Lines on Paper
Georgia Webber talks to Dash Shaw about his first animated feature, My Entire High School Sinking Into the Sea
In the wildly entertaining animated film My Entire High School Sinking Into the Sea (playing now at TIFF Bell Lightbox), a group of adolescents (voiced by Lena Dunham, Jason Schwartzman, Reggie Watts, and Maya Rudolph) have to fight their way to the top of their high school, lest they drown into the ocean. This is the chaotically glorious vision of Dash Shaw, a graphic novelist, animator, and well-loved artist whose cult comics like Cosplayers, Doctors, and New School have been published by Fantagraphics. TIFF asked Georgia Webber, a comics artist and writer whose autobiographical comic series DUMB chronicles her prolonged voice loss and slow battle with recovery, to have a chat with her friend Shaw over email.
All drawings made by Dash Shaw and Georgia Webber
What if I interview Dash Shaw, the character from your movie? Would you be able to write answers in his voice?
I'd rather not, because on the internet sometimes people just scan and it wouldn't be understood. It's more interesting for me to be myself.
I'm really curious what you mean when you say it's more interesting to be yourself. Could you tell me more?
I'd have more interesting things to say as myself than trying to do some persona. A movie is a whole universe — the character with the same name as the director is participating in all of these other decisions — it isn't like someone just speaking.
That makes sense to me. There's already a lot going on — the movie is about a character who shares your name, but isn't quite you; it's a story being told in this mixed fantastical and referential style, like a reimagined memory of events, inherently influenced by the teller. Then the characters write a book about the adventure, so we aren't sure if we're in the story as they remember it, or if we're present for the events they will then write about. (I love it.) Does Dash contain remembered (and maybe exaggerated) parts of a younger you? Did you want viewers to connect this movie to your life, or did you just make it and accidentally infect us with curiosity?
When I was younger, like the characters in my movie, I was obsessed with books and I wanted to be a writer. I was also in a school newspaper club. So it's partially based on real life, as all stories are. When I was a teenager, most of the alternative comics [I read] were autobiographical. All of the post-Crumb people, like Chester Brown, Julie Doucet, [made work that was] more about the storyteller's perspective than about reality. The mainstream comics were mostly boy's adventure–type stories. So the joke of My Entire High School Sinking Into the Sea was to combine those two "schools."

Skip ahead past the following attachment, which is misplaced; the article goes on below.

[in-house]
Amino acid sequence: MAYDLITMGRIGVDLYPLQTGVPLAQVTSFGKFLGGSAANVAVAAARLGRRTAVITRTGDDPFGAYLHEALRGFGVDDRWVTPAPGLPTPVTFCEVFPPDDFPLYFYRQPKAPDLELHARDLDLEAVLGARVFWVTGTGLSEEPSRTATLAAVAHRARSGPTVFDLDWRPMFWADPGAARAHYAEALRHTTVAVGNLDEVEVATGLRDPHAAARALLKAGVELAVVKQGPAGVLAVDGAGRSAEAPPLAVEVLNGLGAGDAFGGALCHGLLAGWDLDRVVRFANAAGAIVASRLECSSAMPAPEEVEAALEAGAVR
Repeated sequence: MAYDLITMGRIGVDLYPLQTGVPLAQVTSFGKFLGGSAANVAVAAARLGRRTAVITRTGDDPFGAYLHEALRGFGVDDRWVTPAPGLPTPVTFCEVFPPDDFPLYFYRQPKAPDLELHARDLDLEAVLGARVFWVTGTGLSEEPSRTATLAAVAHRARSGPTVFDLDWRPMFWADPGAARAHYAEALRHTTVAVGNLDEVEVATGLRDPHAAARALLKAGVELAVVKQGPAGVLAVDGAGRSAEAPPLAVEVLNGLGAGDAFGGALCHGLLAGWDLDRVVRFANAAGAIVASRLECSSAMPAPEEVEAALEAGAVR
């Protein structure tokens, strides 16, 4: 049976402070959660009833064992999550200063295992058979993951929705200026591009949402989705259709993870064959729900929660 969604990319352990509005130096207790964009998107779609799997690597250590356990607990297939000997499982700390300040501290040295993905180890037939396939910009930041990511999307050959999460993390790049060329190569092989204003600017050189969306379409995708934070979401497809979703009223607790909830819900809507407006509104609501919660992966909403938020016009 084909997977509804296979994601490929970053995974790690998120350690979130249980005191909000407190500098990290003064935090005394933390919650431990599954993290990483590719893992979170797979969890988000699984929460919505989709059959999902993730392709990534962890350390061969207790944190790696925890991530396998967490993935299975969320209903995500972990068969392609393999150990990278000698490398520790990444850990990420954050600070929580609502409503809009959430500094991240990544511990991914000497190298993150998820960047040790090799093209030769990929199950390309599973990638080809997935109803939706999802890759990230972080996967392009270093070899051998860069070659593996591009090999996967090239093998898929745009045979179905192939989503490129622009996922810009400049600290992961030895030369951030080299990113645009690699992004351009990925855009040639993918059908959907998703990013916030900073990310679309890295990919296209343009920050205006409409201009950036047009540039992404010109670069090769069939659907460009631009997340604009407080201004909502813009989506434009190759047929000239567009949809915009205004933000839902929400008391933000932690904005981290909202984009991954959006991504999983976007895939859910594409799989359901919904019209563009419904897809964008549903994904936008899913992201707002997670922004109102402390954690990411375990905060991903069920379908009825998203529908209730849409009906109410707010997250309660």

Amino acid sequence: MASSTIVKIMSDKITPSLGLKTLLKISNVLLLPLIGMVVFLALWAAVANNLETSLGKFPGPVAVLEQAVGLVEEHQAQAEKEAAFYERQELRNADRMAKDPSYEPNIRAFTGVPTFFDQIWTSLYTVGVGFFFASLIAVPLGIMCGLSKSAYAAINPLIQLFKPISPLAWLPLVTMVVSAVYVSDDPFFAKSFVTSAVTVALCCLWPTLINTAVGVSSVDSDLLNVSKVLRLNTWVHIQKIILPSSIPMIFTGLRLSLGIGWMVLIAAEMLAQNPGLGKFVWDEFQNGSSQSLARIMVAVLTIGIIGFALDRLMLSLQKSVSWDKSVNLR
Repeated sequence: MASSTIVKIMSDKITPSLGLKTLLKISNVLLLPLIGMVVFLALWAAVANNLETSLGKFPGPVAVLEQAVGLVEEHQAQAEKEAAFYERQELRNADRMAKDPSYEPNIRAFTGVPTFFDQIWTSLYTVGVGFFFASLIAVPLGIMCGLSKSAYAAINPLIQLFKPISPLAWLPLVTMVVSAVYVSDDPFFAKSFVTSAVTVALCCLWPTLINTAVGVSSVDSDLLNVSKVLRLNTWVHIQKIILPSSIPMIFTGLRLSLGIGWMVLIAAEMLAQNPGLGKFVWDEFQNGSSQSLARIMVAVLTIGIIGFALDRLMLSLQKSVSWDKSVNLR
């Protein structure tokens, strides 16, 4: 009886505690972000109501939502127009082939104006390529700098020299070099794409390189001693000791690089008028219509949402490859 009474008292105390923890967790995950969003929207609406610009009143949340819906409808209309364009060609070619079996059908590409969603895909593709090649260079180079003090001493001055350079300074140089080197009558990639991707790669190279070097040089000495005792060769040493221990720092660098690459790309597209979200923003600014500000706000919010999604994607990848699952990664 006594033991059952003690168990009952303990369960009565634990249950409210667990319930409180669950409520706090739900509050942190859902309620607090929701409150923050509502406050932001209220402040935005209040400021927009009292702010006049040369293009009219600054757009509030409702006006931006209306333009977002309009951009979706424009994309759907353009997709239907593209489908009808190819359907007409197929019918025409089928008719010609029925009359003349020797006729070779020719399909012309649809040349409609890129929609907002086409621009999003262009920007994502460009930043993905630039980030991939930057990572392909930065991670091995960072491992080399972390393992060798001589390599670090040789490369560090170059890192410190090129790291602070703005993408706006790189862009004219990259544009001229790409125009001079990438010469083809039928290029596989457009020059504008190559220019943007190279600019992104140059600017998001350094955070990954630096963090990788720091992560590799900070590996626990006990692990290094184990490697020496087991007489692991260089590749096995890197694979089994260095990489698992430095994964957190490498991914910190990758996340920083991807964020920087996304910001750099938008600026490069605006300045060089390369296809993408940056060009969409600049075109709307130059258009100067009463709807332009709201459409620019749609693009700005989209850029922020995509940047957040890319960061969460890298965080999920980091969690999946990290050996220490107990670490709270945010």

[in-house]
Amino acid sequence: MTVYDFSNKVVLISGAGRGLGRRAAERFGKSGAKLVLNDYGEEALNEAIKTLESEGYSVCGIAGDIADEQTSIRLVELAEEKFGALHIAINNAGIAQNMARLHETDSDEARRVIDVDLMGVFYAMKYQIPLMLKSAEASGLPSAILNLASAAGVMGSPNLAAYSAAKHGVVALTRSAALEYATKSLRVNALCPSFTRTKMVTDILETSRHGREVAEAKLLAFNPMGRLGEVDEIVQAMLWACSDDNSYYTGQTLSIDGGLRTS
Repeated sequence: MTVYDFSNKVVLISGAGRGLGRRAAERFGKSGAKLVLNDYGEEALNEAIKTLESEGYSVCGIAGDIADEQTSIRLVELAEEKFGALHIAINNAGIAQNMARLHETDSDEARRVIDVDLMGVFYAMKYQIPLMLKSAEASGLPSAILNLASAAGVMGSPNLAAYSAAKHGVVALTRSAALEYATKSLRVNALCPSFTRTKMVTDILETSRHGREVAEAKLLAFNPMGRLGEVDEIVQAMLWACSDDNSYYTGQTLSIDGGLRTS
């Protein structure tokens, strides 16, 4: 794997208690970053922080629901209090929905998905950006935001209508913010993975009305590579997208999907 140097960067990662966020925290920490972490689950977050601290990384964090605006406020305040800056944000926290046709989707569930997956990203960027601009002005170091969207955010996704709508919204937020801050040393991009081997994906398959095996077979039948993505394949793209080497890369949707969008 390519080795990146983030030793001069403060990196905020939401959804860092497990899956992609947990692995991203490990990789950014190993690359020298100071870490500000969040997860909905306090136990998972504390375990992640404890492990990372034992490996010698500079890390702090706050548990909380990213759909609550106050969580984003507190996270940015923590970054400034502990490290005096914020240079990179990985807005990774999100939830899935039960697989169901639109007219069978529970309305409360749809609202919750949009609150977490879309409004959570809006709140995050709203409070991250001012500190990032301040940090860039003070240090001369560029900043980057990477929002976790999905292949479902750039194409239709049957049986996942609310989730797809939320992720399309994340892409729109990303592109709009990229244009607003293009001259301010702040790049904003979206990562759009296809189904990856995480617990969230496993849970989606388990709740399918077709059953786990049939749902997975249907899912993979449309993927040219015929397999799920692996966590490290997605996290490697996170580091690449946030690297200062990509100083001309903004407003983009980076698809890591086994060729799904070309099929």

The story is obviously the main character's warped view of reality. It was just one of the many things I brought into animation from the comics I was making. As a movie, it felt funny that the director would give himself the main character's name who is trying to warn everybody; he's the one who knows that disaster will strike. Indiana Jones is based on George Lucas's interest in archaeology and it's his fantasy, but it'd be strange if he just flat out named the character "George Lucas." Most movies, particularly adventure stories, are the director’s or writer's fantasy. Isn't part of cartooning exaggerating pre-existing states?
Shortly after HS Sinking played at festivals, I went to see the new Tim Burton movie. It has a character who's obviously a young Tim Burton stand-in, and the movie is that kid's fantasy. As I was leaving the theatre, I wondered, "What if that character had been just named 'Tim Burton'?" Obviously it's different because Tim Burton is famous and I'm not, but I think it'd do a similar thing in that it would personalize the movie. In a way, it deflates it, because the movie is assuming that this young skinny pale goth boy is the eyes of the audience. However, we know that not everyone is or was a skinny pale goth boy. Changing the character’s name would take away that assumption, but maybe that's an assumption worth taking away.
About your other question: I didn't think people would ponder how it relates to me. I figured people would realize it's a joke, maybe optimistically? I don't know. Anyway, the idea was embedded in the movie early on. If the main character didn’t share my name, I think something would be missing.
Well, learning your sense of humour is a big part of the movie's charm, so if people didn't understand right away, it's still serving that role. I haven't seen it in your comics before, but this movie has Charles Schulz's Peanuts all over it (among many other influences). While it's exciting to see your rich and varied aesthetic, it also feels really familiar, almost classic. I think that transition from comics to animation was done really well with Peanuts. Did you feel like you were translating from the comic you made, or did this project always want to be more than that? How did the addition of motion and sound — and other people, since film is always a team effort — expand what your story was able to become?
That's true, although there's a lot of Peanuts in Bottomless Belly Button and BodyWorld. This movie was written in 2010, shortly after those books came out. The comics just got darker for a bit, while I was working on the film.